Sunday, September 12, 2010

100 Days of Fantasy: Day 37

This is an ongoing series looking at books that influenced me as a fantasy author.

I Am Legend
by Richard Matheson

I'll say right up front, this is my favorite vampire novel. Forget Anne Rice. Forget Dracula, even. I Am Legend has been my favorite vampire novel ever since I read it nearly 30 years ago.

I Am LegendIf you're only familiar with the movie versions of this tale, you're missing out. Read the book. It's much, much better, though I did like some of the movies for what they were. But they weren't the book. The movie that comes closest to the book, in my opinion, is 1964's The Last Man on Earth, starring Vincent Price, and even that pales in comparison to the novel.

The plot? Basically, everyone on the planet except for one man has been turned into a vampire. At night this lone fellow barricades himself in his house, then during the day he comes out to go from house to house, building to building, in search of vampires to stake.

I Am Legend is a short book, and can easily be read in a day or two, but it packs a lot of punch into its pages. Also, without hitting the reader over the head with it, this is one of those classic novels that makes you think. I wouldn't say it's themes are necessarily political, but they are definitely sociological, and are worth thinking upon.

Some of the science mentioned in the book is a little iffy, but keep in mind this novel came out in the 1950s. It's kind of funny to read the goofy (by today's standards) science portrayed in the book.

I discovered this novel more or less accidentally in the very early 1980s. It was one I purchased as a member of a book club, and I've been glad I picked it out ever since.

I Am Legend is truly a masterpiece of speculative fiction.

Up next: Interview with the Vampire


Paul R. McNamee said...


"I Am Legend" sticks with me because of one scene. The hero is running around, doing his business, watching the clock, must get home before sunset. The tension builds - and then he realizes he didn't wind his watch (again, remember when this was written) - he barely has time to get home safely.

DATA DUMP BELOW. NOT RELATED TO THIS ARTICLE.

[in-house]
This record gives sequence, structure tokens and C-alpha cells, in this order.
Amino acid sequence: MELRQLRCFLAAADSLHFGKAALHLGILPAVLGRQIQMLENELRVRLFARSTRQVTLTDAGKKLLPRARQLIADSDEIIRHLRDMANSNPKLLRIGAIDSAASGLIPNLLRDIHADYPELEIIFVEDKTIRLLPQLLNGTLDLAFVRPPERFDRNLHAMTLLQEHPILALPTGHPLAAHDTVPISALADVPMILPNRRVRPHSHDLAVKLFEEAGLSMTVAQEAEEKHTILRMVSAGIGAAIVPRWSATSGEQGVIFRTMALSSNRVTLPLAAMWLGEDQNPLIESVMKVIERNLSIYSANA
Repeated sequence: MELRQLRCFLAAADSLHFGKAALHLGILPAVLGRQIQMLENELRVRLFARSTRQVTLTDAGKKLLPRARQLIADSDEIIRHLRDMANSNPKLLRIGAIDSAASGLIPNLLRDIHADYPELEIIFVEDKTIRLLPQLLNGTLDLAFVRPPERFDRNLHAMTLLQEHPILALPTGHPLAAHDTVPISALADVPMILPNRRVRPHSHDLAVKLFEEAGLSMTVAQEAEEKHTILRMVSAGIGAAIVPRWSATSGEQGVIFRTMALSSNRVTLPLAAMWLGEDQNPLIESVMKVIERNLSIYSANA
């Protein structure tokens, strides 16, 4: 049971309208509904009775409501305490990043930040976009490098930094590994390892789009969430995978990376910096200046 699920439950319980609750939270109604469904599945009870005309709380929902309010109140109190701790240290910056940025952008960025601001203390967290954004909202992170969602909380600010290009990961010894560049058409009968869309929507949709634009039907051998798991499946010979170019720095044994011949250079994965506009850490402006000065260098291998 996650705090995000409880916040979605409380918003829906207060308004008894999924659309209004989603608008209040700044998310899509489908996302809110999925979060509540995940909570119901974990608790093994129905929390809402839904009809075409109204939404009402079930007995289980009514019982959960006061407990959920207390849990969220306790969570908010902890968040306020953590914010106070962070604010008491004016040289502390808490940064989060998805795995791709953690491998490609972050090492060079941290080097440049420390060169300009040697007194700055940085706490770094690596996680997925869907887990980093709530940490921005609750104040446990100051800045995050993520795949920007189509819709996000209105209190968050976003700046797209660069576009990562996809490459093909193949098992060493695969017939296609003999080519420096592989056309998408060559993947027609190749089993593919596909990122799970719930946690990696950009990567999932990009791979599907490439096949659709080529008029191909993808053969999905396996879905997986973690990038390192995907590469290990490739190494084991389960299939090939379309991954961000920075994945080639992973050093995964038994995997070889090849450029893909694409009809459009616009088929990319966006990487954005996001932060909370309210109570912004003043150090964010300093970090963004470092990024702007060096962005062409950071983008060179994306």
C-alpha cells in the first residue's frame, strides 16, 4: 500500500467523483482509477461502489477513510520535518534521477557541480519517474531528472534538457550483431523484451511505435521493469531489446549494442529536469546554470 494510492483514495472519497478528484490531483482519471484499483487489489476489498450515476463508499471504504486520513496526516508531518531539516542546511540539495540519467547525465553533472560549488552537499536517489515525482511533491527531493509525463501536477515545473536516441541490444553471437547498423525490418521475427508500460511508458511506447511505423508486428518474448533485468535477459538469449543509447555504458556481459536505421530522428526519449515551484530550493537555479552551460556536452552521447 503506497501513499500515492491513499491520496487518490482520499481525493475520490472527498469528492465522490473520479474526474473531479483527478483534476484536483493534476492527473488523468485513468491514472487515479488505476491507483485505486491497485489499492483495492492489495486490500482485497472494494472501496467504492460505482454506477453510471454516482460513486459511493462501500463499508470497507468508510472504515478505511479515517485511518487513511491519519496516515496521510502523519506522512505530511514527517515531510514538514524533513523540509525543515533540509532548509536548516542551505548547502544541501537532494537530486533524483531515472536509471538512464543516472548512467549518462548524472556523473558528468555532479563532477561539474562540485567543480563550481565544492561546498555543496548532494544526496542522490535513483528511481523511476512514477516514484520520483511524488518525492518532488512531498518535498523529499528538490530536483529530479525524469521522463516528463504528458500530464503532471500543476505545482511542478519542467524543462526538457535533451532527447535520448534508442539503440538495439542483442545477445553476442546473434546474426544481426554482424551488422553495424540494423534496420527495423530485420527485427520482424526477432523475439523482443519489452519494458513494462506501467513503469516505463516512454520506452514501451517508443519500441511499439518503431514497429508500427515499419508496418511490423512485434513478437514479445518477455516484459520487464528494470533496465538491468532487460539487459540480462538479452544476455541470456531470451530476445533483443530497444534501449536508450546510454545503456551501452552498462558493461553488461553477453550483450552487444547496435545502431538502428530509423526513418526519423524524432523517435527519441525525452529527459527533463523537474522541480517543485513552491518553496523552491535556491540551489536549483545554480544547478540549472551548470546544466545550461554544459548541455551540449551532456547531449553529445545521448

It took the tension and cranked it to 11 at that moment.

I remember saying aloud, "Oh f---."

Not many stories ever make me blurt aloud.

"I Am Legend" did.

Ty Johnston said...

That was a fantastic scene in the book. Definitely a great tension builder. Not sure how it would be pulled off today. Maybe the battery dies on his cell phone. Not that there'd be anybody to call (well, nobody he'd want to talk to, anyway), but perhaps he'd still use the phone for other purposes ... clock, calendar, maps, etc.

Charles Gramlich said...

Not my favorite vamp novel but I did enjoy it. I liked his "hell house" even better.

Matthew Bradley said...

The "unwound watch" sequence was definitely a dramatic highlight in the novel. Presumably, the makers of THE LAST MAN ON EARTH thought it wouldn't work onscreen, and effected his inability to return home before sunset by having him doze off while visiting his wife's last resting place. LAST MAN is by far the most faithful version, and the irony is that although Matheson put his pen name of Logan Swanson on the screenplay after another scenarist rewrote it, it is in some ways closer to the novel than THE NIGHT CREATURES, his script for the aborted Hammer Films version. For further information, see my book RICHARD MATHESON ON SCREEN (, tentatively due out in early October.